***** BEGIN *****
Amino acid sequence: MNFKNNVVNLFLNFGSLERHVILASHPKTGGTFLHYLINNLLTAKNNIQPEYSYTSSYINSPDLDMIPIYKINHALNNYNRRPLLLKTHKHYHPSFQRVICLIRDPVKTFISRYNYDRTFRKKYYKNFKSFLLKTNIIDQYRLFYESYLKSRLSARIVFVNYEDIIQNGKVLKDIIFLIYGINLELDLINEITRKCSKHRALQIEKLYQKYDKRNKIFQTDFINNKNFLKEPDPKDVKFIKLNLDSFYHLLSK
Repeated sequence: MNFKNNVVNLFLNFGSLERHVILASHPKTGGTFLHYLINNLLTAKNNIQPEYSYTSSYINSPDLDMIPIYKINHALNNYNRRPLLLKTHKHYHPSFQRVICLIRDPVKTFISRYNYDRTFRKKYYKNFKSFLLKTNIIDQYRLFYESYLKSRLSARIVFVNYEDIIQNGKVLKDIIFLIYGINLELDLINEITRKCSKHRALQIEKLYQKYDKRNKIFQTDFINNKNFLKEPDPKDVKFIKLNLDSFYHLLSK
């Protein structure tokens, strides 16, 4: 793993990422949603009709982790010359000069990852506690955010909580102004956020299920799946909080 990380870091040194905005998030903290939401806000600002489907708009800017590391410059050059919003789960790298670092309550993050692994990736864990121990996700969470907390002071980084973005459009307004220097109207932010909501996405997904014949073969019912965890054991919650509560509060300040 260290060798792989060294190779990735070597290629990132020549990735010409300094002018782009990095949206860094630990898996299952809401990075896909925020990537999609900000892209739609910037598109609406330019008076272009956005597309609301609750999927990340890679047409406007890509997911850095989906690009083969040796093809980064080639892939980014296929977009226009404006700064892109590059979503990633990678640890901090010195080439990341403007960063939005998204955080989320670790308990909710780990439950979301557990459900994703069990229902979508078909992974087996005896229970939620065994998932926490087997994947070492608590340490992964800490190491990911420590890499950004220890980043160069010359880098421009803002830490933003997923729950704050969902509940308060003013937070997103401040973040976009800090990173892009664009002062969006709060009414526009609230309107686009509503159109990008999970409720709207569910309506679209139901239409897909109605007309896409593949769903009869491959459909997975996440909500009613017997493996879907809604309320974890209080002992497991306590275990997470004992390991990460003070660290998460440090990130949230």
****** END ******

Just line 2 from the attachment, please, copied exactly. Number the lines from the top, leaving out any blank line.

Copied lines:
Repeated sequence: MNFKNNVVNLFLNFGSLERHVILASHPKTGGTFLHYLINNLLTAKNNIQPEYSYTSSYINSPDLDMIPIYKINHALNNYNRRPLLLKTHKHYHPSFQRVICLIRDPVKTFISRYNYDRTFRKKYYKNFKSFLLKTNIIDQYRLFYESYLKSRLSARIVFVNYEDIIQNGKVLKDIIFLIYGINLELDLINEITRKCSKHRALQIEKLYQKYDKRNKIFQTDFINNKNFLKEPDPKDVKFIKLNLDSFYHLLSK